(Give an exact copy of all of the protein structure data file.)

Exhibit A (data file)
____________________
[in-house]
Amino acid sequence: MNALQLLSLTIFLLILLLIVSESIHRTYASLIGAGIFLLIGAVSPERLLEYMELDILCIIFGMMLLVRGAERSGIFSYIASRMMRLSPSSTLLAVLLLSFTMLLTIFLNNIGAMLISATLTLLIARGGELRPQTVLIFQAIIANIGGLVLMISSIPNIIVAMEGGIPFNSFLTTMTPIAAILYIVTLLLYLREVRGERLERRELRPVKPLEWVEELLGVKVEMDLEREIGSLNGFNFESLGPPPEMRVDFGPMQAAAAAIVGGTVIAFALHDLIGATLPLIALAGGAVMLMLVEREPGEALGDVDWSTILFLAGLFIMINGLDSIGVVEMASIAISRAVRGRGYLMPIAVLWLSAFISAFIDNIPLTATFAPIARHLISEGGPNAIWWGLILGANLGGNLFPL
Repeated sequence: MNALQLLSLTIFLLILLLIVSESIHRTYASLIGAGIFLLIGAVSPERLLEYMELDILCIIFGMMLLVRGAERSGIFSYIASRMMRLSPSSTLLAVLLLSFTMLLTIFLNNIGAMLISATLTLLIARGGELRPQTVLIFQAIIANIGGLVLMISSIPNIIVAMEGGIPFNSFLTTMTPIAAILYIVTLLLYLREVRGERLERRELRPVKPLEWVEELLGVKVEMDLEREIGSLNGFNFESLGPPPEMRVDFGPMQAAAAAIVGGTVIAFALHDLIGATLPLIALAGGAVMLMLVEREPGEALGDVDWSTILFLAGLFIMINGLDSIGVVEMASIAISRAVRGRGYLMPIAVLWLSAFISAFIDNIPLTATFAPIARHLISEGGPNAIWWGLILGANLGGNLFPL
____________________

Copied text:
[in-house]
Amino acid sequence: MNALQLLSLTIFLLILLLIVSESIHRTYASLIGAGIFLLIGAVSPERLLEYMELDILCIIFGMMLLVRGAERSGIFSYIASRMMRLSPSSTLLAVLLLSFTMLLTIFLNNIGAMLISATLTLLIARGGELRPQTVLIFQAIIANIGGLVLMISSIPNIIVAMEGGIPFNSFLTTMTPIAAILYIVTLLLYLREVRGERLERRELRPVKPLEWVEELLGVKVEMDLEREIGSLNGFNFESLGPPPEMRVDFGPMQAAAAAIVGGTVIAFALHDLIGATLPLIALAGGAVMLMLVEREPGEALGDVDWSTILFLAGLFIMINGLDSIGVVEMASIAISRAVRGRGYLMPIAVLWLSAFISAFIDNIPLTATFAPIARHLISEGGPNAIWWGLILGANLGGNLFPL
Repeated sequence: MNALQLLSLTIFLLILLLIVSESIHRTYASLIGAGIFLLIGAVSPERLLEYMELDILCIIFGMMLLVRGAERSGIFSYIASRMMRLSPSSTLLAVLLLSFTMLLTIFLNNIGAMLISATLTLLIARGGELRPQTVLIFQAIIANIGGLVLMISSIPNIIVAMEGGIPFNSFLTTMTPIAAILYIVTLLLYLREVRGERLERRELRPVKPLEWVEELLGVKVEMDLEREIGSLNGFNFESLGPPPEMRVDFGPMQAAAAAIVGGTVIAFALHDLIGATLPLIALAGGAVMLMLVEREPGEALGDVDWSTILFLAGLFIMINGLDSIGVVEMASIAISRAVRGRGYLMPIAVLWLSAFISAFIDNIPLTATFAPIARHLISEGGPNAIWWGLILGANLGGNLFPL